A look at the design, market and legacy of Victorian pottery

Thursday, August 5, 2010

Japonism: Fabulous Fans Pt. 1, Fielding and Company's "Fan and Scroll"

One of the most interesting potteries to explore the designs of the Orient in Stoke-On-Trent is Fielding and Company. It's known that the company began majolica production around 1879 but did not register their first Fan pattern until 1881. 
It is really with the pattern we call Fan and Scroll that the company made their biggest mark on "Fan" majolica. The company made additional Asian inspired patterns that were considered complimentary to these such as Fan and Insect and  Bird and Insect.

Fan and Scroll was an odd mix of several Asian motifs: the scroll, fans both folding and rigid, the insect, Prunus blossoms, the crane, the Japanese junk, conventionalized flowers and butterflies, all on a pebbled background. The pattern proved to be such a success that it spawned copies. The company tried to sue others that infringed on their registered design but wasn't successful.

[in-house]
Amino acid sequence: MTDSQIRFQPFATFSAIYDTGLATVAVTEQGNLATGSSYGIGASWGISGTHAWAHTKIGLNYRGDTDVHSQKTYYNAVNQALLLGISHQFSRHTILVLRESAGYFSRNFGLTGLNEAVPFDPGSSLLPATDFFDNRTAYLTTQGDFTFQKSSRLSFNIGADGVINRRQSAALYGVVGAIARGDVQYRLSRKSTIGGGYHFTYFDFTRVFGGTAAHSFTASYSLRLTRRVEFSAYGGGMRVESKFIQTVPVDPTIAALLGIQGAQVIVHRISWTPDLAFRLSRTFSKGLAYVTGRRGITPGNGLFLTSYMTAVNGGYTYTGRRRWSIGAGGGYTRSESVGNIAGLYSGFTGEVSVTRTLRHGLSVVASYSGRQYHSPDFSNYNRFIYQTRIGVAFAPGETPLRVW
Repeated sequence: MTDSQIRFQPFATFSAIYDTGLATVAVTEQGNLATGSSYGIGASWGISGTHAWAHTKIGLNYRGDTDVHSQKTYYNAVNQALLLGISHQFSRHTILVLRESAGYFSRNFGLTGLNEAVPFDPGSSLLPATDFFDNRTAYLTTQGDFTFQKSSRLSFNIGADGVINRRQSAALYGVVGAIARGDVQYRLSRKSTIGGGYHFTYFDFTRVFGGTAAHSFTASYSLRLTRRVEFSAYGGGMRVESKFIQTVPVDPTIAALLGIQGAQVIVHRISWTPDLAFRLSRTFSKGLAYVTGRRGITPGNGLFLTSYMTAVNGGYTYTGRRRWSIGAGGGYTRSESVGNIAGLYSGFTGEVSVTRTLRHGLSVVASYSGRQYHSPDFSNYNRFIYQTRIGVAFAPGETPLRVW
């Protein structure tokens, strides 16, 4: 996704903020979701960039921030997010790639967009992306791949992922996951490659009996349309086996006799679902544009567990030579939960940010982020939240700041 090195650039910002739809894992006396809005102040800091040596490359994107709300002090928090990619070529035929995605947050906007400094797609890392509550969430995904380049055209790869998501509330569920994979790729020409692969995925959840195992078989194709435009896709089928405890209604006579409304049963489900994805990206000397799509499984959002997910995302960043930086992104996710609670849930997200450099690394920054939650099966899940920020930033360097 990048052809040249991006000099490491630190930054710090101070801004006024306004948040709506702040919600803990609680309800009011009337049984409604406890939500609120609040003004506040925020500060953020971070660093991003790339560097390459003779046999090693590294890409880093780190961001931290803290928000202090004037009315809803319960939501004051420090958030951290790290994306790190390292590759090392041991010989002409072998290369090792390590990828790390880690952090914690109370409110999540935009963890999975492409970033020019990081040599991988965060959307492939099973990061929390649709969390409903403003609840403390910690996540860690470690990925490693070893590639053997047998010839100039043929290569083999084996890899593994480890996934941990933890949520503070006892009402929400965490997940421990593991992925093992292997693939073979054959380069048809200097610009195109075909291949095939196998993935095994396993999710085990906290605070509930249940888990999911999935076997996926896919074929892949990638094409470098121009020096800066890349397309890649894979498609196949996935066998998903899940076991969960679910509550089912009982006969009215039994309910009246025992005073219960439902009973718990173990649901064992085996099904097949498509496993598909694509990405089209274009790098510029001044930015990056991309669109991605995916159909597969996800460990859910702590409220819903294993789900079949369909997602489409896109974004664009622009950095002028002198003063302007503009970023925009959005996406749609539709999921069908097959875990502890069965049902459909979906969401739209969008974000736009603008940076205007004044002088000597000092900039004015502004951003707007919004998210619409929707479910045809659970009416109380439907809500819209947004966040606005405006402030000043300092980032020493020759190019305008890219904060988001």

The pattern is beautiful and exotic and easily found. It is seen with grounds in ivory, yellow, turquoise and very rarely cobalt. Those with an ivory ground are considered to be "argenta" wares.

One of the most beautiful and unusual of all oyster plates was also made in this pattern.

Fielding has always been a very collectible and reasonably priced majolica pottery. Individual plates can be purchased for usually around $50, platters around $225. Teapots and pitchers will sell in the $250-$350 range. Rarer pieces like the butter pat will sell for $125-$175 while the most valuable pieces like the oyster plate will sell upwards of $1800.

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